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Firms look to third-year law students during recruiting season

WLJ illustration by Vicki Wanserski

WLJ illustration by Vicki Wanserski

Law firms have traditionally ignored recruiting third-year law students in favor of making offers to summer associates.

One firm is making a drastic departure from that practice.

Starting next fall, Nashville, Tenn. firm Waller Lansden Dortch & Davis LLP will abandon its summer internships and offer a six-week fall apprenticeship program for third-year students as a prelude to a permanent hire after graduation.

The 190-attorney firm will post job openings in July, followed by interviews in August. In September, students will begin the mostly virtual program, which includes one weekend retreat, for which they will be paid $10,000.

Offers are then made on Oct. 14, the last day of the program, a departure from the traditional recruiting process where 2L summer associates are offered a job prior to their third year.

“Recruiting two years out is not very helpful for us or any law firm,” said Kathleen Pearson, Director of Professional Recruiting for Waller. “We can’t predict what clients will need and in what practice areas.”

With the unpredictable economy making it difficult to accurately predict just how many lawyers firms will need two years down the road, some Wisconsin firms are also looking at third-year law students as a more viable option.

Reinhart Boerner Van Deuren plans to hire nine attorneys next fall and four or five of those are expected to be current third-year students, said managing partner Jerome M. Janzer.

He said the firm is in the process of interviewing 3Ls for those positions.

“Typically, we will do all our hiring from our summer program, but we anticipate a greater need and are in the market for several third years,” Janzer said. “It’s unusual for us, but we are definitely finding some attractive candidates.”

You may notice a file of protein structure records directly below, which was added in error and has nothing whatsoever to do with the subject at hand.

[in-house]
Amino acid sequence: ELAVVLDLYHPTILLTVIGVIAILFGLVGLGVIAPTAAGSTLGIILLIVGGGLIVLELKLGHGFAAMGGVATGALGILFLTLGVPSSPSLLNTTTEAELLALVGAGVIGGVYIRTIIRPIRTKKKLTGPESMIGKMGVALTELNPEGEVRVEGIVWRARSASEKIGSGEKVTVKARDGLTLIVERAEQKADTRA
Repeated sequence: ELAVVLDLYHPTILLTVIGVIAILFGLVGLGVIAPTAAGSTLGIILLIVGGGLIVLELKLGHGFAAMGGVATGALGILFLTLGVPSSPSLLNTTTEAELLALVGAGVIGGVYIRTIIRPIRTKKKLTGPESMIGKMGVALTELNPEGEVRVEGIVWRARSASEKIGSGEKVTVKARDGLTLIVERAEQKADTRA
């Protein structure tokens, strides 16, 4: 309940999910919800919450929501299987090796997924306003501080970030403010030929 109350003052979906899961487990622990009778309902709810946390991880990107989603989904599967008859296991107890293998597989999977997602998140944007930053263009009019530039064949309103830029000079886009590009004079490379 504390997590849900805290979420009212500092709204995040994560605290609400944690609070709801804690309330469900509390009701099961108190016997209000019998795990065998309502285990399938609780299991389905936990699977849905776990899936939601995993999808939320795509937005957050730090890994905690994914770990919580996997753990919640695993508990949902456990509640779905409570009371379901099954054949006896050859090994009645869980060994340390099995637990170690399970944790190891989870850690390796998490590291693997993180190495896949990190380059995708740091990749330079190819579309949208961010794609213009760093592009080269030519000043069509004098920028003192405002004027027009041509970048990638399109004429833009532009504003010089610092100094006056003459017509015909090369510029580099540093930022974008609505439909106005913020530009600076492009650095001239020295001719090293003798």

But old habits are hard to break. Not all firms are diving into the 3L pool.

Kara Nelson, Foley & Lardner’s National Director of Legal Recruiting, said the firm dabbles in the 3L market as needed, but doesn’t plan to revamp its recruiting program to focus on third-year students.

“We kind of counter the long-term hiring projections by being more conservative in our summer associate program numbers so we make sure we get everyone in the door,” she said. “If we have to go out in the third year market, we do that.”

The 3L market will likely remain a “secondary source” for recruiting, said Nelson, and the firm will continue to groom its summer associate classes for the bulk of the permanent positions.

For Quarles & Brady,  which suspended its 2010 summer program, the third-year market could be a resource for filling potential job openings next year, said Chief Human Resources Officer Mark K. Arnberg.

“We would selectively look to that market to fill needs,” she said. “But we don’t have any specific program this fall targeting 3Ls.”

Milwaukee Young Lawyer’s Association President Steven C. McGaver said he would rather have a job lined up after the third year of law school than after the first or second. With firms scaling back or eliminating summer programs in recent years as well as deferring start dates for associates, early job offers are subject to change, especially in an unstable economy.

“In the current economy, I would understand why a firm would want to switch to a 3L recruiting policy,” said McGaver, of Gimbel, Reilly, Guerin & Brown.

McGaver suspected that time will tell whether more firms shift away from traditional recruiting programs, but he sees the benefit for 3Ls.

“The good part is you are jumping into a job that can hopefully help pay off student loans and eventually live on that job,” he said.

The firms also stand to benefit by being able to choose from better candidates. Pearson said third-year students have become a more viable option since the economy has meant fewer receive multiple job offers to consider before their final year of law school.

That has led to a plethora of applications from top-tier students looking for work.

“The caliber of 3L resumes that come across my desk is unbelievable,” Pearson said. “I see a 3L from Harvard and ask ‘how is this person on the market?'”

Jack Zemlicka can be reached at jack.zemlicka@wislawjournal.com.

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